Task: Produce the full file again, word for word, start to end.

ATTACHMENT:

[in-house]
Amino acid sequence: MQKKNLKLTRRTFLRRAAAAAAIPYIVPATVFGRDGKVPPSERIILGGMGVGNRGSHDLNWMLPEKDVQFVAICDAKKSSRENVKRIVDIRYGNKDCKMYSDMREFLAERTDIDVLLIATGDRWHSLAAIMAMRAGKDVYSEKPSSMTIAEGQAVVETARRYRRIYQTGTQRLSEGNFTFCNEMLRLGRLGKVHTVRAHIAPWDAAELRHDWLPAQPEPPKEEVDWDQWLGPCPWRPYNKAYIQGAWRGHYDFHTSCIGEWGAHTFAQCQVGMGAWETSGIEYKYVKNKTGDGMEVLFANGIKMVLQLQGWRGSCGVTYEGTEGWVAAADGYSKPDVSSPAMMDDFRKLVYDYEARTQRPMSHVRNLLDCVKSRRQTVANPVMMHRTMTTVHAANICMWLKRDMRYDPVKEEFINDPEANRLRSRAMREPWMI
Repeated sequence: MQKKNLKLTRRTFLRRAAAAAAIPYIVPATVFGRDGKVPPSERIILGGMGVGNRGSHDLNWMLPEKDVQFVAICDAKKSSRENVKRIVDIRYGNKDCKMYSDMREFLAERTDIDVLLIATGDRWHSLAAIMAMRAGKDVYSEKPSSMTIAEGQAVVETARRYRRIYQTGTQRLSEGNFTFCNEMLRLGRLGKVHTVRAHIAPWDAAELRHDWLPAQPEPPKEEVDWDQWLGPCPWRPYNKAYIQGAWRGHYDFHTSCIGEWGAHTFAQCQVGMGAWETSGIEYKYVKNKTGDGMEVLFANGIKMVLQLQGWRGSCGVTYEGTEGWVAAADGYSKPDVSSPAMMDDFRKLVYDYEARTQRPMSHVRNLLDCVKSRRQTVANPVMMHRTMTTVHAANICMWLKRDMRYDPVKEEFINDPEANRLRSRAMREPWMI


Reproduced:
[in-house]
Amino acid sequence: MQKKNLKLTRRTFLRRAAAAAAIPYIVPATVFGRDGKVPPSERIILGGMGVGNRGSHDLNWMLPEKDVQFVAICDAKKSSRENVKRIVDIRYGNKDCKMYSDMREFLAERTDIDVLLIATGDRWHSLAAIMAMRAGKDVYSEKPSSMTIAEGQAVVETARRYRRIYQTGTQRLSEGNFTFCNEMLRLGRLGKVHTVRAHIAPWDAAELRHDWLPAQPEPPKEEVDWDQWLGPCPWRPYNKAYIQGAWRGHYDFHTSCIGEWGAHTFAQCQVGMGAWETSGIEYKYVKNKTGDGMEVLFANGIKMVLQLQGWRGSCGVTYEGTEGWVAAADGYSKPDVSSPAMMDDFRKLVYDYEARTQRPMSHVRNLLDCVKSRRQTVANPVMMHRTMTTVHAANICMWLKRDMRYDPVKEEFINDPEANRLRSRAMREPWMI
Repeated sequence: MQKKNLKLTRRTFLRRAAAAAAIPYIVPATVFGRDGKVPPSERIILGGMGVGNRGSHDLNWMLPEKDVQFVAICDAKKSSRENVKRIVDIRYGNKDCKMYSDMREFLAERTDIDVLLIATGDRWHSLAAIMAMRAGKDVYSEKPSSMTIAEGQAVVETARRYRRIYQTGTQRLSEGNFTFCNEMLRLGRLGKVHTVRAHIAPWDAAELRHDWLPAQPEPPKEEVDWDQWLGPCPWRPYNKAYIQGAWRGHYDFHTSCIGEWGAHTFAQCQVGMGAWETSGIEYKYVKNKTGDGMEVLFANGIKMVLQLQGWRGSCGVTYEGTEGWVAAADGYSKPDVSSPAMMDDFRKLVYDYEARTQRPMSHVRNLLDCVKSRRQTVANPVMMHRTMTTVHAANICMWLKRDMRYDPVKEEFINDPEANRLRSRAMREPWMI